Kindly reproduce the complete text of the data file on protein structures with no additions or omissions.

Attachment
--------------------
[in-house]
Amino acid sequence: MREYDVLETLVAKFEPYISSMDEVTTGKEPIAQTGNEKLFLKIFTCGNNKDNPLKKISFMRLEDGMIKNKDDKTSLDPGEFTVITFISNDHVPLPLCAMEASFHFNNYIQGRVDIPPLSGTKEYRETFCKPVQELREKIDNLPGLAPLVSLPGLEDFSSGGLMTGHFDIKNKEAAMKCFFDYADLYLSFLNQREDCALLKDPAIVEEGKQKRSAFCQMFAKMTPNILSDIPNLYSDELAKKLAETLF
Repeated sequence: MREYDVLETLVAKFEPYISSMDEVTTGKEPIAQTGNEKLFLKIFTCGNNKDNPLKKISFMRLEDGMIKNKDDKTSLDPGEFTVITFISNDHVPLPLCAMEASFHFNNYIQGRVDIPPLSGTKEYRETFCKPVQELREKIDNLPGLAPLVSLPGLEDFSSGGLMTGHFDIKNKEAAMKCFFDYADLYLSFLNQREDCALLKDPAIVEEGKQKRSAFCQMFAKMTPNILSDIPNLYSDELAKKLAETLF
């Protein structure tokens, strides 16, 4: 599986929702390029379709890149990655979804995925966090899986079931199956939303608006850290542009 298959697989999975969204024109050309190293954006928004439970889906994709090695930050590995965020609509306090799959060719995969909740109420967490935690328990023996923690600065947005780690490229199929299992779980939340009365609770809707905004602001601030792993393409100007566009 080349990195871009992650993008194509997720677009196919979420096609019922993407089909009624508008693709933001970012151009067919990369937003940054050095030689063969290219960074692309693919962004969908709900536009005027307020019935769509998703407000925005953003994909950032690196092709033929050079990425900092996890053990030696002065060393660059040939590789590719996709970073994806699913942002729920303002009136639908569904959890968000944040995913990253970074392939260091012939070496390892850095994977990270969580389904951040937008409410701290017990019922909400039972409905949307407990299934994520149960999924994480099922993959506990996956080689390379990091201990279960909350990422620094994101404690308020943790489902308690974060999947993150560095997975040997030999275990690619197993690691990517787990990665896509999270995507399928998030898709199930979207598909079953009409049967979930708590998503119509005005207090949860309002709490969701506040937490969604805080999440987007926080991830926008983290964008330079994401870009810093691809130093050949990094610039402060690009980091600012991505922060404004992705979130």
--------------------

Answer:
[in-house]
Amino acid sequence: MREYDVLETLVAKFEPYISSMDEVTTGKEPIAQTGNEKLFLKIFTCGNNKDNPLKKISFMRLEDGMIKNKDDKTSLDPGEFTVITFISNDHVPLPLCAMEASFHFNNYIQGRVDIPPLSGTKEYRETFCKPVQELREKIDNLPGLAPLVSLPGLEDFSSGGLMTGHFDIKNKEAAMKCFFDYADLYLSFLNQREDCALLKDPAIVEEGKQKRSAFCQMFAKMTPNILSDIPNLYSDELAKKLAETLF
Repeated sequence: MREYDVLETLVAKFEPYISSMDEVTTGKEPIAQTGNEKLFLKIFTCGNNKDNPLKKISFMRLEDGMIKNKDDKTSLDPGEFTVITFISNDHVPLPLCAMEASFHFNNYIQGRVDIPPLSGTKEYRETFCKPVQELREKIDNLPGLAPLVSLPGLEDFSSGGLMTGHFDIKNKEAAMKCFFDYADLYLSFLNQREDCALLKDPAIVEEGKQKRSAFCQMFAKMTPNILSDIPNLYSDELAKKLAETLF
């Protein structure tokens, strides 16, 4: 599986929702390029379709890149990655979804995925966090899986079931199956939303608006850290542009 298959697989999975969204024109050309190293954006928004439970889906994709090695930050590995965020609509306090799959060719995969909740109420967490935690328990023996923690600065947005780690490229199929299992779980939340009365609770809707905004602001601030792993393409100007566009 080349990195871009992650993008194509997720677009196919979420096609019922993407089909009624508008693709933001970012151009067919990369937003940054050095030689063969290219960074692309693919962004969908709900536009005027307020019935769509998703407000925005953003994909950032690196092709033929050079990425900092996890053990030696002065060393660059040939590789590719996709970073994806699913942002729920303002009136639908569904959890968000944040995913990253970074392939260091012939070496390892850095994977990270969580389904951040937008409410701290017990019922909400039972409905949307407990299934994520149960999924994480099922993959506990996956080689390379990091201990279960909350990422620094994101404690308020943790489902308690974060999947993150560095997975040997030999275990690619197993690691990517787990990665896509999270995507399928998030898709199930979207598909079953009409049967979930708590998503119509005005207090949860309002709490969701506040937490969604805080999440987007926080991830926008983290964008330079994401870009810093691809130093050949990094610039402060690009980091600012991505922060404004992705979130």